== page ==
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I'll focus on get_arabic_numbers. First, a few local issues:

# Hold the numbers in the list
l = list()

You can come up with a better name than l which tells us nothing about what's in the list.

# The format
format = 0

You call it format which makes it look like it's a string, but it's actually a number. Also, "The format" adds no value as a comment. Either find something more descriptive that cannot be inferred by looking at the code or remove the comment.

# Convert from roman numeral to arabic number
for i in range(0, len(t)):

Simply use for c in t. It's very rare to use index-based loops in Python because most of the time you can simply iterate over the elements of your collection.

    if t[i] == 'I':
        l.append(int(1))

Why int(1)? 1 is enough.

    elif t[i] == 'V':
        l.append(int(5))

This is quite repetitive, and you can use a dictionary here. Simply declare it as a constant like this:

ROMAN_TO_INT = {'I': 1, 'V': 5, 'X': 10, 'L': 50, 'C': 100, 'D': 500, , 'M': 1000}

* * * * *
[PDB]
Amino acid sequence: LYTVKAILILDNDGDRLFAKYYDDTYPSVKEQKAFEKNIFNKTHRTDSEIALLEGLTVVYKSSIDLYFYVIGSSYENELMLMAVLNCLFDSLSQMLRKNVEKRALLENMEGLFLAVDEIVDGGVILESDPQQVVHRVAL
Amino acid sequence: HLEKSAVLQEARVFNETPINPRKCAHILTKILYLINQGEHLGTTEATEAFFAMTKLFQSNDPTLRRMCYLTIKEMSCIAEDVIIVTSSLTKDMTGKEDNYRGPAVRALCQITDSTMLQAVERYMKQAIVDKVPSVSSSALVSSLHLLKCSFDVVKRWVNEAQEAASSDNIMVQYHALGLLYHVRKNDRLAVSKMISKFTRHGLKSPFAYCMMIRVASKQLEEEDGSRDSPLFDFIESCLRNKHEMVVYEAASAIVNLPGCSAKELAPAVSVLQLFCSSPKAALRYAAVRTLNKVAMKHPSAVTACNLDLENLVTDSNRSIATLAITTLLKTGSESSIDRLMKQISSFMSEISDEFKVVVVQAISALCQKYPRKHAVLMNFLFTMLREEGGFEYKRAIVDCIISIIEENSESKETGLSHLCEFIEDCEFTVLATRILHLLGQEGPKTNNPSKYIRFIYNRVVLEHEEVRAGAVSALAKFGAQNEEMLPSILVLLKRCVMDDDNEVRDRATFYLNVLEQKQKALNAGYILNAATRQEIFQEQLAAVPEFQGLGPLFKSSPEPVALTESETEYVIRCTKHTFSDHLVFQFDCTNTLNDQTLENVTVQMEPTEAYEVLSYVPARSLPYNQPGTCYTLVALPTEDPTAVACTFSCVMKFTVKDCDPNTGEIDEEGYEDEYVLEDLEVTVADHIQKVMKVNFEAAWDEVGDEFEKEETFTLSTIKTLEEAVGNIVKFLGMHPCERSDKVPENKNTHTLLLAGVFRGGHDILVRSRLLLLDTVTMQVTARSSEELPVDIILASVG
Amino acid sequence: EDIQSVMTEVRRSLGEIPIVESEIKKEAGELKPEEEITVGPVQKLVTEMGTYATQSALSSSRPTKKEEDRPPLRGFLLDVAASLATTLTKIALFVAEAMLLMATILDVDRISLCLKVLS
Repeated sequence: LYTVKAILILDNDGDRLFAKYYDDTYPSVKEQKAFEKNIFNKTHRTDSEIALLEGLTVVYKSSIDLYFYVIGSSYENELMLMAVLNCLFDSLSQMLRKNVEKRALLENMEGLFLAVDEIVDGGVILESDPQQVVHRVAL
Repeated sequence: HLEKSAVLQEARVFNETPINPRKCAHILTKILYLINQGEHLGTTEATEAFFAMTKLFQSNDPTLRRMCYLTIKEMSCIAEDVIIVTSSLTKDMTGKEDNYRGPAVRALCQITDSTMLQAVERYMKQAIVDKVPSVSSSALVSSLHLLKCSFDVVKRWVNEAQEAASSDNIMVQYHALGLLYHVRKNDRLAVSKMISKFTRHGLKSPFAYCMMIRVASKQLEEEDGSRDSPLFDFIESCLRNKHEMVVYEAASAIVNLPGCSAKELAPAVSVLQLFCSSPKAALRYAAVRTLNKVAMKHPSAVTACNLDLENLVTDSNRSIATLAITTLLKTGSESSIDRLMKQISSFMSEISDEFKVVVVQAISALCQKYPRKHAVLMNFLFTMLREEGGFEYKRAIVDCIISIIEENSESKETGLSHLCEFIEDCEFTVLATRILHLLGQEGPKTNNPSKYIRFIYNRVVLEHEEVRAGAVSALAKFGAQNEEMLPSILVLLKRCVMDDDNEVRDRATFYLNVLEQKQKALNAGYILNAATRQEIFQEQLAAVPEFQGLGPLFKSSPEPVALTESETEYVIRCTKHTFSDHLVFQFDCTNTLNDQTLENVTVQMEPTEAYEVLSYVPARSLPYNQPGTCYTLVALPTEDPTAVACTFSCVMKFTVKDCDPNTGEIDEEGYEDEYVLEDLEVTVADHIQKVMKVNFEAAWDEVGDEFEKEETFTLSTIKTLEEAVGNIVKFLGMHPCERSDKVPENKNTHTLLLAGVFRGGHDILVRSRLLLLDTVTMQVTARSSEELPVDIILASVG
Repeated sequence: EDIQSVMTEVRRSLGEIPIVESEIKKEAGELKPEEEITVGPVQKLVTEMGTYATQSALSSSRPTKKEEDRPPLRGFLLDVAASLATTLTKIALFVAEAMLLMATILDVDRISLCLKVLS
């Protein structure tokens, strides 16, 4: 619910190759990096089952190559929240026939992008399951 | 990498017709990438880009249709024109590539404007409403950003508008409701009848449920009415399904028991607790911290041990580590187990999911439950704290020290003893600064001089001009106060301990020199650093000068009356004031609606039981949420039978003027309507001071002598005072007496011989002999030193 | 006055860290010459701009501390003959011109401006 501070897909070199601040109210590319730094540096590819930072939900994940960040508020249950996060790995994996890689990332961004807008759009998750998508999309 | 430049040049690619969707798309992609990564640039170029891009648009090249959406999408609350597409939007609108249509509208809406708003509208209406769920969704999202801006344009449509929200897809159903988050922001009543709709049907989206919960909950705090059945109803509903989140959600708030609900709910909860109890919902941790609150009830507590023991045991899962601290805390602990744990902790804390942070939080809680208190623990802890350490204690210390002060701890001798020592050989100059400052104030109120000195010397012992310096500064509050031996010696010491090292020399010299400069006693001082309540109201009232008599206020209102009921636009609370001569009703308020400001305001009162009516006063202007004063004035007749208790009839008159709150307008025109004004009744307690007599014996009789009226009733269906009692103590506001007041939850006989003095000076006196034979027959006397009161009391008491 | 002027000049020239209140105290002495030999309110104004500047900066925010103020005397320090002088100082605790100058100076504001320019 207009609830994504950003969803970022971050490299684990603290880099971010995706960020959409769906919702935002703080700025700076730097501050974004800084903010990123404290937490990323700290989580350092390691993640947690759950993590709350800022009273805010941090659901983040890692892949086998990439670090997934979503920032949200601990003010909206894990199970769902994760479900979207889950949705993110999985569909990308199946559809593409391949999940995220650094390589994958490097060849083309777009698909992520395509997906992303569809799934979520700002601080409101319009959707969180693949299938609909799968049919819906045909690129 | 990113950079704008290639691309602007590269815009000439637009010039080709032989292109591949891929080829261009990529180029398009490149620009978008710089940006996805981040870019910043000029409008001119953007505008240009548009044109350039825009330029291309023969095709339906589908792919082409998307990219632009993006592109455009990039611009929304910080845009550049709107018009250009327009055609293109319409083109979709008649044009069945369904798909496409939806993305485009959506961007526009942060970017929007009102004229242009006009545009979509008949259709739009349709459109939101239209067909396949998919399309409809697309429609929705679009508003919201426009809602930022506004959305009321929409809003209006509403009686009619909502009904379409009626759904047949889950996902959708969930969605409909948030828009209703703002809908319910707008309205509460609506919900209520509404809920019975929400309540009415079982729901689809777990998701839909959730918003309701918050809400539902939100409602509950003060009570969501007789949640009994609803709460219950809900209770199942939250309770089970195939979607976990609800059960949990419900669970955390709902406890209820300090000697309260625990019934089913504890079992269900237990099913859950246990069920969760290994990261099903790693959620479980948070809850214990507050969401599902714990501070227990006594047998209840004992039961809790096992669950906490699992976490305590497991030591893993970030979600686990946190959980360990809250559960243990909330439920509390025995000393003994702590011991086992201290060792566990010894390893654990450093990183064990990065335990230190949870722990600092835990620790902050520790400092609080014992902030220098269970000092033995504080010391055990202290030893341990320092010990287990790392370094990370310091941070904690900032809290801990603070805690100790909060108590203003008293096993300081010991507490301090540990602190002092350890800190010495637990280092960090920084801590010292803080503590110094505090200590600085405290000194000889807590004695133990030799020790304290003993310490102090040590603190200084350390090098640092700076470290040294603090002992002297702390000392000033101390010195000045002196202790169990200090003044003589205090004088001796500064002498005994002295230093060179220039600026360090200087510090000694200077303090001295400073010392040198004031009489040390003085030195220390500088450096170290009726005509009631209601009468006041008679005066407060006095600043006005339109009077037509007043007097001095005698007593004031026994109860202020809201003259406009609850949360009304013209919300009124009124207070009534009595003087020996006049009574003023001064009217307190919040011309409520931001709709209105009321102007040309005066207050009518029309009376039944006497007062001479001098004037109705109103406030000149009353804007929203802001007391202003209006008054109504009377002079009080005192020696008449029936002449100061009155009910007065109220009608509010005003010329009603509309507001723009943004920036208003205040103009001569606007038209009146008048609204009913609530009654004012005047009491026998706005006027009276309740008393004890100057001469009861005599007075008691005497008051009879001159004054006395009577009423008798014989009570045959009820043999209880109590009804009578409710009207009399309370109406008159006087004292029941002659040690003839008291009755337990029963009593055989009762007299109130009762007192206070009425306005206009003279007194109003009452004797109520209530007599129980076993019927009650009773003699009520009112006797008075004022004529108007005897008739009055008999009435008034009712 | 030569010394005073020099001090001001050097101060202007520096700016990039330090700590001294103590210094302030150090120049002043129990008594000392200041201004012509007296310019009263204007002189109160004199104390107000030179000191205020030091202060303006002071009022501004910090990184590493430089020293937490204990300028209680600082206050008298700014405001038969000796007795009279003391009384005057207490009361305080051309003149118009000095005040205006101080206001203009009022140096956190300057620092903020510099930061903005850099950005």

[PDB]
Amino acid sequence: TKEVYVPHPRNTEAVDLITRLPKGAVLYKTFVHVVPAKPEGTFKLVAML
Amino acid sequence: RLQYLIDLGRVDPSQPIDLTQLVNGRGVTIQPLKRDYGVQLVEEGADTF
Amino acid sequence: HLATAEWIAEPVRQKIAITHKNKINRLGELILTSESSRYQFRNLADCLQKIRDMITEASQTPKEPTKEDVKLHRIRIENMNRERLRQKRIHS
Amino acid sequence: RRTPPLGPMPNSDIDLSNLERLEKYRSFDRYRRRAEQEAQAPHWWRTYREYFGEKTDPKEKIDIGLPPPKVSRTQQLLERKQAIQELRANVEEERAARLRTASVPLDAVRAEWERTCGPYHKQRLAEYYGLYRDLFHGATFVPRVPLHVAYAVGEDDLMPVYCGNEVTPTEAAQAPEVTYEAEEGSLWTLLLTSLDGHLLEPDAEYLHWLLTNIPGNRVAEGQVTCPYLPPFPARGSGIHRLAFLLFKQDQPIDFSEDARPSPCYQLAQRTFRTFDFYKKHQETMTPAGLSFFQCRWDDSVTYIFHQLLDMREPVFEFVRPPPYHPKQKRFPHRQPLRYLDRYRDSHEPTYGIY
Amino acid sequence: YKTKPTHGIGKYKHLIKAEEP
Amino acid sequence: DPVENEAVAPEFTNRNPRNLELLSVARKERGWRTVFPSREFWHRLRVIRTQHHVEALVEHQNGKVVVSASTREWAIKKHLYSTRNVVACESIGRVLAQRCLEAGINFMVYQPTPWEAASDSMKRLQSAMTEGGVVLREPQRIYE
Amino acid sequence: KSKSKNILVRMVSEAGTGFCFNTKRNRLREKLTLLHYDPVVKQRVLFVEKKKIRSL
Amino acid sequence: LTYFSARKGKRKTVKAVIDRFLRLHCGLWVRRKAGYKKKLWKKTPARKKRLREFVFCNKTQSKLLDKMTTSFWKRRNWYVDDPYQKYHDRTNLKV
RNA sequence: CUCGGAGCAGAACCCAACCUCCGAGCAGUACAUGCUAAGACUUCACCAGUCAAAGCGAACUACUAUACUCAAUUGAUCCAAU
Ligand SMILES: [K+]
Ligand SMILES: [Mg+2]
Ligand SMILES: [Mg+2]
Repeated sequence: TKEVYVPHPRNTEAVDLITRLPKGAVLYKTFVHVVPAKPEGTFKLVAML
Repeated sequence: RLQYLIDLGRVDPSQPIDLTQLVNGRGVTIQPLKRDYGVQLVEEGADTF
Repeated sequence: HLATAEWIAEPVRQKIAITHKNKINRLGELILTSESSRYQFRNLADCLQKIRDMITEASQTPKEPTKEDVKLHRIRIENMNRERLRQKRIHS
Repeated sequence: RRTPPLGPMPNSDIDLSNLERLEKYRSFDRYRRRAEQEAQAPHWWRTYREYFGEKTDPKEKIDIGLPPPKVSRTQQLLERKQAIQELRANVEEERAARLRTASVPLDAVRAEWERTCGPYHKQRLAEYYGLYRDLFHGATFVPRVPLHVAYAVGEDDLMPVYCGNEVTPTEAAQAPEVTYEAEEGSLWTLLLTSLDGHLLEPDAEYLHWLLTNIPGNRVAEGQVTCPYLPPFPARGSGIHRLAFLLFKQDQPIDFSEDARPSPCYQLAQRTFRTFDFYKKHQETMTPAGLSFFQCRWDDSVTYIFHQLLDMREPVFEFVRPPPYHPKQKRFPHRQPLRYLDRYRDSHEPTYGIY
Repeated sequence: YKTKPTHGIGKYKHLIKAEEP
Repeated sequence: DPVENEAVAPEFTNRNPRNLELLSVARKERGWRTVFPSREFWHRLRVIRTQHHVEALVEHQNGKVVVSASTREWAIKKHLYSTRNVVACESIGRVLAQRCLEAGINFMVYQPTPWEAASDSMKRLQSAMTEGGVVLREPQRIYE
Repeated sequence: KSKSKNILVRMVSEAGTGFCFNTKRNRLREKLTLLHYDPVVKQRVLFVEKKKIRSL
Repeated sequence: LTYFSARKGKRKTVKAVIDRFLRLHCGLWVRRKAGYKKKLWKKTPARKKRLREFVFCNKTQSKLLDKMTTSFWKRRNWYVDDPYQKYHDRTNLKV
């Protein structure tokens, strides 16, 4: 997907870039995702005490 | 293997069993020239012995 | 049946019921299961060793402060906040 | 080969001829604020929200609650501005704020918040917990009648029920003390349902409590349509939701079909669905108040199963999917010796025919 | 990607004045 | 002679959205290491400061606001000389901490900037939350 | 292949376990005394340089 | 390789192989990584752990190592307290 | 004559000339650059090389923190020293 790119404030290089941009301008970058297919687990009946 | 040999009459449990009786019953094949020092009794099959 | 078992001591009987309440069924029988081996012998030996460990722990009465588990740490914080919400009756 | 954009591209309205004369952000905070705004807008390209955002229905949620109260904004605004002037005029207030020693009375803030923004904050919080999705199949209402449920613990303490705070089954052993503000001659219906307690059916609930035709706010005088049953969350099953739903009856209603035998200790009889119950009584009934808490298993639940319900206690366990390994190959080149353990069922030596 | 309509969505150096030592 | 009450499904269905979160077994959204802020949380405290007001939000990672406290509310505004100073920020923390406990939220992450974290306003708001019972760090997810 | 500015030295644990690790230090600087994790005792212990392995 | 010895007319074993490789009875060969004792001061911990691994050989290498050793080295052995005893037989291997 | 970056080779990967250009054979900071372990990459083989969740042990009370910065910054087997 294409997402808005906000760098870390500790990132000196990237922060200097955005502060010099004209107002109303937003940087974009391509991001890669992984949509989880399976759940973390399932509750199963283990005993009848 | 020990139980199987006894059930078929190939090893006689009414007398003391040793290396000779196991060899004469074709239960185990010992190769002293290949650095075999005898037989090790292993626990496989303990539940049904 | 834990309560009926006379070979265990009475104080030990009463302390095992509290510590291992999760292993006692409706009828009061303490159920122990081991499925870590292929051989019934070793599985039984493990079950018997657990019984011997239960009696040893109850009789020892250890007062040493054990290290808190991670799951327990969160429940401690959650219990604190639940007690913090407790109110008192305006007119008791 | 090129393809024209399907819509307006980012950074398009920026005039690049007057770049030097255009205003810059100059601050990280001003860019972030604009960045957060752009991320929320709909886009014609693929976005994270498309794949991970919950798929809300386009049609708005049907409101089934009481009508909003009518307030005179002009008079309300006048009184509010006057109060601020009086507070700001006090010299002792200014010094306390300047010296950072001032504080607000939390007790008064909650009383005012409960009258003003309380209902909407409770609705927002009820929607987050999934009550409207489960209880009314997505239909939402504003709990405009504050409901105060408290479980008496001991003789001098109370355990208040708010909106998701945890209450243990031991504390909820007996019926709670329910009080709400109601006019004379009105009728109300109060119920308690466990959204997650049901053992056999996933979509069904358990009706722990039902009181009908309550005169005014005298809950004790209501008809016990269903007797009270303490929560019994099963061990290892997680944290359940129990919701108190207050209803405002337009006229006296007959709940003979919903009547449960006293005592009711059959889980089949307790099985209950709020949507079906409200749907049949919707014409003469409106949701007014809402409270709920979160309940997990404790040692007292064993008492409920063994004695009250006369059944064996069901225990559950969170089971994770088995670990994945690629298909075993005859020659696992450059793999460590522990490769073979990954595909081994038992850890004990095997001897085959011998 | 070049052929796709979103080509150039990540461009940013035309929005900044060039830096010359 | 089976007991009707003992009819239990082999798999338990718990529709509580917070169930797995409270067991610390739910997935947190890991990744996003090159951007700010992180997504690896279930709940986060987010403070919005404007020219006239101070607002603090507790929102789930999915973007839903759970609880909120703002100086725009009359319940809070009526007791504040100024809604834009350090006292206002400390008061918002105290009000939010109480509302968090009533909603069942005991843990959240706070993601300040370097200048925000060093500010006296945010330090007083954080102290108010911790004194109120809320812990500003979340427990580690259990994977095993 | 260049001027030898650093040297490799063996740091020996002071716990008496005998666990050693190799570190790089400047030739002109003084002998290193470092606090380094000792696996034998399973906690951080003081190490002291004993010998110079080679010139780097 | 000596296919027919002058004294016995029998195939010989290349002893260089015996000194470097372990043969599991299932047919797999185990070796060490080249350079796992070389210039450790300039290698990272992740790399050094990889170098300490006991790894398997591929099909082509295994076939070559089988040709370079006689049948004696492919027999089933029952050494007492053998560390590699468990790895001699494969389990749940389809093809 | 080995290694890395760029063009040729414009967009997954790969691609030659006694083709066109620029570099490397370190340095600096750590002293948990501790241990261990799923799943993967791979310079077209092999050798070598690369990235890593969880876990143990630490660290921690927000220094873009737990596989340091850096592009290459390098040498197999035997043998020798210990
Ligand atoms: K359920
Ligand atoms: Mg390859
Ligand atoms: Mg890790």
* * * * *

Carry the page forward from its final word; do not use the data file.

Now you can rewrite this whole loop like this:

for c in t:
    l.append(ROMAN_TO_INT[c])

You even get an exception if the letter is not in your dictionary, while your previous code silently ignored the issue (you had no else case). Note that you could transform this into a generator function, like this:

def convert_individual_letters(roman_string):
    for c in roman_string:
        yield ROMAN_TO_INT[c]

There are three benefits of doing this:

  1. You don't need a name for l
  2. It's a generator that can directly be used in a for loop (it can even more efficient if the rest of your code use generators too because you won't iterate over the whole string unless you asked for it - however it's not the case here)
  3. You get to name your function, which improves clarity

And you can use this function in two ways. Either simply l = list(convert_individual_letters('MDC')) to consume the whole generator or with a for loop: for n in convert_individual_letters('MDC').